The District of Columbia bans handguns in public in many places — including at or near protests, in broad areas near the Capitol and the White House, and on public transit. Two days before the Capitol riot, the district’s then-acting police chief publicly warned protesters they would be jailed if they brought their handguns to the protest. A large majority heeded his warning and left their guns at home. Had the district’s strict restrictions on public carry not been on the books, there would doubtless have been even more lives lost and more mayhem on Jan. 6 as the rioters tried to prevent the Electoral College vote count that day.

Striking down all of these laws would upend the entire country’s regulatory scheme for the public carry of guns that has been meticulously designed over the course of the past two centuries, laying waste to legislative efforts to curb gun violence in America.

Bruen presents a test for this conservative Supreme Court. As a matter of public policy, some justices might favor an absolute or near-absolute right to carry a handgun in public. But most judges, and certainly conservative judges, believe that their personal policy preferences should not play a role in the interpretation of the Constitution and laws. What is more, centuries of unbroken history and tradition show that there has never been such an unrestricted constitutional right to bear arms outside the home.

Historically and traditionally, legislatures have restricted the public carry of guns, from medieval England to colonial times, through the founding and to the present day. In fact, many of those early laws were more draconian than our own, banning the carry of guns in public places generally, without offering any exceptions like those New York provides for people who can demonstrate an actual need to defend themselves. Those restrictions extended far beyond public locations with a large and continuous armed police presence, such as government buildings and courthouses, to almost any public place — fairs, markets and indeed wherever a person would “go armed.”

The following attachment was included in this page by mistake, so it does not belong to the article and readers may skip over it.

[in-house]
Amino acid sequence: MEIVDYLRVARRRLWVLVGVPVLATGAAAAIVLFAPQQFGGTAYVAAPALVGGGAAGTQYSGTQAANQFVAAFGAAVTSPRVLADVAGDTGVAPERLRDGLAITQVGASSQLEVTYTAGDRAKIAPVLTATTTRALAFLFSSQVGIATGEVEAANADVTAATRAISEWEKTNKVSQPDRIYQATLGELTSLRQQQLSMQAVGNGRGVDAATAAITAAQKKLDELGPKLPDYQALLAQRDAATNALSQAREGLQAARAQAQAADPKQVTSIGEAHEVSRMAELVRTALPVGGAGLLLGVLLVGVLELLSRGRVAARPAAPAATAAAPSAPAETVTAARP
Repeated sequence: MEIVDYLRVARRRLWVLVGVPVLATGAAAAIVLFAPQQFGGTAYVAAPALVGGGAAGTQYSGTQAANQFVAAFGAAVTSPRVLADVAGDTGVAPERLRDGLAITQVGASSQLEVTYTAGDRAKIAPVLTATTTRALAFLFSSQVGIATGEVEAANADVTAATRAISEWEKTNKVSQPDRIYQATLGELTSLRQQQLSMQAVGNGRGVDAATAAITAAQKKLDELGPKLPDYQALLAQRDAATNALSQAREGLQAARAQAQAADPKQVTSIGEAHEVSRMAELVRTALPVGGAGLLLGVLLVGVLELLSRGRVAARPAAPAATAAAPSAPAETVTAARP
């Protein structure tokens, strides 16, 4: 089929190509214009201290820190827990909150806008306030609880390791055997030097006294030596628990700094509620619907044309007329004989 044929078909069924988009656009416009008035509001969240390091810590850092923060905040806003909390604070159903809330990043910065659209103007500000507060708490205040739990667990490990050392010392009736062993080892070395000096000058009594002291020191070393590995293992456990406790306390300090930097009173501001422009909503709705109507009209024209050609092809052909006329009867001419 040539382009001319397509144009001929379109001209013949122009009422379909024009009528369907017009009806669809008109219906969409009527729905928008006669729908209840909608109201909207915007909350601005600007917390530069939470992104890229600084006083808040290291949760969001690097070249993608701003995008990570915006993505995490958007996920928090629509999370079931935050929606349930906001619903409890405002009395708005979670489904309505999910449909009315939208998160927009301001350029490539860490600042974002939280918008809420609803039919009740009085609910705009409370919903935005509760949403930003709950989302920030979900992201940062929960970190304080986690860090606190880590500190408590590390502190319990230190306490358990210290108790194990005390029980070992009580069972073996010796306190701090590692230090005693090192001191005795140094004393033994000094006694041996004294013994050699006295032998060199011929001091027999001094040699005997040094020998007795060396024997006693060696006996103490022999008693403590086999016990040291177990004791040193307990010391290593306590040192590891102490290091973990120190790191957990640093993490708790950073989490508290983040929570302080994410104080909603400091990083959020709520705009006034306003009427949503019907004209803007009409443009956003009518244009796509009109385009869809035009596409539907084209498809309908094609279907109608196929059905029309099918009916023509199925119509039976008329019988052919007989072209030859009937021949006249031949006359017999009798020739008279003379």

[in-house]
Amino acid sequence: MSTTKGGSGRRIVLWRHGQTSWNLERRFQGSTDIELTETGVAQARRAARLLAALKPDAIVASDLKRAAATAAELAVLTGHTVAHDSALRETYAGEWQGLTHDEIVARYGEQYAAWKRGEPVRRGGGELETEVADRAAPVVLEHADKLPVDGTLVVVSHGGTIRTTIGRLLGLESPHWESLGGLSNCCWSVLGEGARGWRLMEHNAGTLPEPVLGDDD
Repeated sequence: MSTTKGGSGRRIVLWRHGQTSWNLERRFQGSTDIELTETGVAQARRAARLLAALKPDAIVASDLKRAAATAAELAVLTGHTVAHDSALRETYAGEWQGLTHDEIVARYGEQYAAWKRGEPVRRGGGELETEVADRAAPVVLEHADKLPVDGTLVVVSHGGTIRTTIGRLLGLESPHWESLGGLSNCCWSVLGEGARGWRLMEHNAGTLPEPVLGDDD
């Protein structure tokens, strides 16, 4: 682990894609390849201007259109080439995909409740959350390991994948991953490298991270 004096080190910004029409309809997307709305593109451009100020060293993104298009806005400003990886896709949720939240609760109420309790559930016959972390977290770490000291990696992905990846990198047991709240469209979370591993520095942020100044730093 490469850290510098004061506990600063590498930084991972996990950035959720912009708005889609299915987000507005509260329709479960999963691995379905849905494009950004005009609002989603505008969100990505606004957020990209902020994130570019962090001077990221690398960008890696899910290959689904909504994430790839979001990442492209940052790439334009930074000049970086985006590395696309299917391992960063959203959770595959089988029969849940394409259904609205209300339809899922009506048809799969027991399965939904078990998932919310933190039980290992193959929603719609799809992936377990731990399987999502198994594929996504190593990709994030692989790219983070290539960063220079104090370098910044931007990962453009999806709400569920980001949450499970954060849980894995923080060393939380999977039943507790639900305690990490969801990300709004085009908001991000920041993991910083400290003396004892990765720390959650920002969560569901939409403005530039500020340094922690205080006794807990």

Two years ago, then-Judge Amy Coney Barrett called English and founding era statutes “the best historical support for a legislative power” to restrict firearms. Other conservative justices should agree. Here, the early statutes restricting public carry establish that, as originally understood, the right to carry guns either concealed or openly is not only limitable but also has been limited by legislatures from before the beginning of the Republic.

Conservatives, textualists and originalists believe — or should — that the Second Amendment ought not be interpreted to take from the people and their legislatures the historical and traditional authority they have had for centuries to decide where handguns may be carried in public and in public places.

The people and their representatives have responsibly made the decisions where and when to allow the carry of handguns in public since long before our country’s founding. As contemplated by our federalism, the various colonies, states and jurisdictions have regulated and restricted public carry differently, each in response to the different needs of public safety and self-defense in their particular public spaces and locations. Whatever its policy misgivings and temptation, this conservative Supreme Court would be wise, not to mention true to its conservative principles, to leave these decisions for the people and their elected representatives to make — as the framers of our Constitution intended.

J. Michael Luttig was a judge on the United States Court of Appeals for the Fourth Circuit from 1991 to 2006. Richard D. Bernstein is an appellate lawyer. With others, they filed an amicus brief in the Supreme Court in support of the State of New York in New York State Rifle & Pistol Association v. Bruen.